Arts & Collections

A unique strength

Yale’s unique strength in the arts is well known around the globe. No other private university has a full suite of professional schools in art, architecture, music, and drama of comparable distinction. From Maya Lin to Chuck Close, from Norman Foster to Willie Ruff, from Meryl Streep to David Henry Hwang, Yale’s contribution to the arts is unsurpassed. And in the Yale University Art Gallery and the Center for British Art, we hold art collections of extraordinary quality and breadth.

A monumental renewal

To maintain the excellence of our professional schools and the related departments in Yale College and the Graduate School, we need to ensure that the quality of our facilities is commensurate with the quality of our teaching programs. In past years, with donor support, we have renovated Rudolph Hall, the home for the School of Architecture, and built the adjacent Loria Center for the History of Art and the Haas Family Arts Library. We have created the Gilmore Music Library and renovated Sprague Hall, Stoeckel Hall, Leigh Hall, and Hendrie Hall as part of the new Adams Center for Musical Arts. An abandoned facility on Chapel Street became Green Hall, the home of the School of Art, and that school’s sculpture program now has a new building and gallery. In 2012, we completed the renovation and expansion of the Yale University Art Gallery to house its growing collections and to serve the pedagogical needs of the School of Art, Yale College, and the Graduate School.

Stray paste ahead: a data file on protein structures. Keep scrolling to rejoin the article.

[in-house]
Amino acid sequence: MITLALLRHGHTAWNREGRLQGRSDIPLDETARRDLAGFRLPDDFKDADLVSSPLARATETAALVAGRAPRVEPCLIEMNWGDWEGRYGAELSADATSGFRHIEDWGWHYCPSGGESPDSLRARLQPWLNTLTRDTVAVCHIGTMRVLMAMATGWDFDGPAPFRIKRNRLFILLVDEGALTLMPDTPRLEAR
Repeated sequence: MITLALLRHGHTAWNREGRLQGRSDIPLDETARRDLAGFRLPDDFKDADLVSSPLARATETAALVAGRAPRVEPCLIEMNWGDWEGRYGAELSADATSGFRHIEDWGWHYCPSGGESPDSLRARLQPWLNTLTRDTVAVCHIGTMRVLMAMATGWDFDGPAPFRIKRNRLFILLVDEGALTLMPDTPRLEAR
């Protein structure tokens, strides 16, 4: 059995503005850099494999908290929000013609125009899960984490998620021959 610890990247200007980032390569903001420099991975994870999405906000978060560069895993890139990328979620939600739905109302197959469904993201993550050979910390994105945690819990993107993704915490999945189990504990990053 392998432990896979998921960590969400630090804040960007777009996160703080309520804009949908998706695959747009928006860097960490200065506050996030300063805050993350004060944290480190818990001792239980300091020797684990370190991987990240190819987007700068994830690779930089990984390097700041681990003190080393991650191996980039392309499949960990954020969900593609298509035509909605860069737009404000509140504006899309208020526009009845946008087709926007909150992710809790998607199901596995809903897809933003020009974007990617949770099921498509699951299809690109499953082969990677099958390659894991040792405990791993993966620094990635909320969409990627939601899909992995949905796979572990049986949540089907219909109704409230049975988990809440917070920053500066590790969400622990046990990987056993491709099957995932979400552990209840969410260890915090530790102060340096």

Much remains to be done, however. We are seeking support for the renovation of new classroom and media spaces for the School of Art’s Edgewood Avenue facility and a new home for the School of Drama and Yale Repertory Theatre. We also seek funds for specialized facilities on West Campus dedicated to the preservation and conservation of art and artifacts held in Yale’s libraries and museums.

Reducing student debt

We also seek to raise additional endowed scholarship funds so that after they graduate, talented students can pursue careers in the arts without the constraint of excessive debt.